Building Your Entrepreneurial Education

By on September 13, 2011 in Thoughts from the CEO with 0 Comments

Course Hero founder and CEO, Andrew Grauer, talks being entrepreneurial in college. This post originally appeared on InternMatch.com. View the original post here: http://www.internmatch.com/blog/building-your-entrepreneurial-education

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Fall semester is starting up in no time, and that means it’s time to start picking courses. A lot of students ask me how I founded Course Hero while I was still in college at Cornell, and the truth is that I took advantage of the resources around me to get my company off the ground.

Not every school offers a separate program, but if you’re interested in expanding your entrepreneurship experience or just building a solid foundation for pursuing your own business down the line, I’ve shared some advice from my experience as an undergraduate entrepreneur.

No Brainer: Check out your schools entrepreneurship program
First and foremost, the best, if not simplest, way to kick off your entrepreneurship education is to enroll in an Intro to Entrepreneurship course at your school. Cornell actually had a full entrepreneurship program, and I made sure to not only take the courses, but to also talk to key faculty in the program to learn more. I got great advice and mentorship from John Jaquette, and I’ve carried that relationship with me after I graduated and as I continue to move forward with Course Hero.

Attend a Lecture Series
Take advantage of the lecture series offered by your school. These events are great opportunities to hear from a breadth of influential people who, whether entrepreneurs themselves or successful in other areas of their lives, have had to strategize and surmount tremendous obstacles to get where they are. You can learn a tremendous amount by exposing yourself to their stories. Cornell actually offered an entrepreneurship-specific lecture series as a 1-credit class that I found really inspiring. Speakers like Bill Trenchard did a great job of demystifying the process of building a company from scratch. The key take-way was, “just do it.” Clearly, I haven’t forgotten that.

Research, Research, Research
Have questions, like how do I incorporate? How do I value my startup? We all do. Don’t worry, it’s normal. Take the initiative to read a book, read online, and find a mentor. You can always find a solution to problems and questions that arise throughout the process, and what really distinguishes an entrepreneur is his or her dedication to tracking down the answer. One of the most important lessons I’ve learned is that if you hit a point where you feel like you can’t find the answer on your own, go find someone who can help you. Entrepreneurship is constant problem solving.

Participate in a Competition
Many schools offer entrepreneurship competitions, and if one is not available at your school, there is likely one in the area. Admittedly, I didn’t participate in the Big Idea Competition at Cornell, but these competitions are great opportunities to build out your idea. Many have a forced timeline that entrants have to adhere to (eg, present your idea on X date, present research on X date, full fledged business plan on X date etc). Competitions force you to examine your idea thoroughly and judges give you valuable feedback on your progress and presentation. Even if you don’t win, just being a part of the experience will help you better formulate your idea.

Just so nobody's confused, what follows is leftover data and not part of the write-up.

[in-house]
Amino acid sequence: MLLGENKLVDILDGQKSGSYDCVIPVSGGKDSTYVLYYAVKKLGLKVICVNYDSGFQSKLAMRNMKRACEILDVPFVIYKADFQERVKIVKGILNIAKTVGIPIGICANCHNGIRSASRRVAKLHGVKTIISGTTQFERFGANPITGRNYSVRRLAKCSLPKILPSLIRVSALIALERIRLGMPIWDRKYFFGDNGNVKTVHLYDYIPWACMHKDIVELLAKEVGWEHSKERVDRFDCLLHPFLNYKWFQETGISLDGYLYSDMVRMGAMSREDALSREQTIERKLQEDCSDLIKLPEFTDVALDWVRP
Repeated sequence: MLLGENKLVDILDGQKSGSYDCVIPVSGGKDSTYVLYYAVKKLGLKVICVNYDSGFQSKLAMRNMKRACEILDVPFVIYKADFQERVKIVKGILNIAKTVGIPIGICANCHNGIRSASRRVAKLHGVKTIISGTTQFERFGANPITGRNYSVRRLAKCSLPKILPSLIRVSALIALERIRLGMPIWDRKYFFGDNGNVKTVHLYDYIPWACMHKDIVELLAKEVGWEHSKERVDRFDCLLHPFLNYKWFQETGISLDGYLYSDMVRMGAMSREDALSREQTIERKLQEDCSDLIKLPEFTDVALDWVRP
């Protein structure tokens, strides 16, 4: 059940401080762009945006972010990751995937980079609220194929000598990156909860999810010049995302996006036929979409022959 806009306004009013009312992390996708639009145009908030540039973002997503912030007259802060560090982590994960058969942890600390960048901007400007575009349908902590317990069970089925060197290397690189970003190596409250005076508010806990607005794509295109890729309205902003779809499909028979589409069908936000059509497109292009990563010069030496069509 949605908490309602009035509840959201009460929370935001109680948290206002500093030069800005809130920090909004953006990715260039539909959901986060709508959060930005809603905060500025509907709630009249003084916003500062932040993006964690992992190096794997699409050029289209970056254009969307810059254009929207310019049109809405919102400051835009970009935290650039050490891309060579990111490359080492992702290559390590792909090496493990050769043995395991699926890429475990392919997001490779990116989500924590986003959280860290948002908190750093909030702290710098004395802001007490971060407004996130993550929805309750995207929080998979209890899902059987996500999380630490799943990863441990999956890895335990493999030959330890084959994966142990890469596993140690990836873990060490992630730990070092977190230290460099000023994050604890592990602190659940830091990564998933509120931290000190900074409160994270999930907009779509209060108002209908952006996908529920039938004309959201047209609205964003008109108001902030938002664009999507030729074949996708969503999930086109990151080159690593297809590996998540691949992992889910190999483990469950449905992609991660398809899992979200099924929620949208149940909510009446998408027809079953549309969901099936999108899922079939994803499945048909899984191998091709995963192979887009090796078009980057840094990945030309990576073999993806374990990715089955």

Reach Out to a Professor
See if there is a professor expert (e.g. doing research) in your potential startup’s field. Reach out. I talked to some Entrepreneurs in Residence at the Johnson Business School at Cornell, like Zach Shulman, in addition to several professors doing research on social media in Cornell’s department of IT. Professors really appreciate you showing interest in their field and will more often than not be willing to help you out or at least sit down with you to talk through your ideas.

Connect With Fellow Students
Initiate a conversation with a student who may have skills you need to accomplish your startup’s goals or may just know someone he/she could introduce you to. When I was starting Course Hero, I went to the engineering quad at Cornell’s College of Engineering and talked to the registrar to see if I could send out an email to Computer Scientist students. I actually met my first programmer and team outside a room in Duffield Hall (a main building in the college of engineering). Albert Ho, Course Hero’s first programmer, was a complete stranger before that initial conversation. I showed him mockups of what I wanted to build and gave him the pitch. We started working the next day. And then he helped recruit more student programmers: we were up to 6 of us within 2 months. The ripple effect of each new relationship never ceases to amaze me.

Look For A Near By Tech Incubator
Go beyond campus and see if there is a tech incubator near your university (hell, there may actually even be one within your school). If there is a startup incubator on your campus, like Cornell’s EStartupLab, or near your campus, learn more there. In the Bay Area, check out Y Combinator, Plug And Play Tech Center, 500 Startups (though this by no means is an exhaustive list, especially here in Silicon Valley).

In the end, being an entrepreneur is not just about having an idea—it’s about having the initiative to go out and make that idea happen. Take advantage of the abundant resources available in college to expand your entrepreneurial education, and when you have a great idea, as Bill Trenchard said, “Just do it.”

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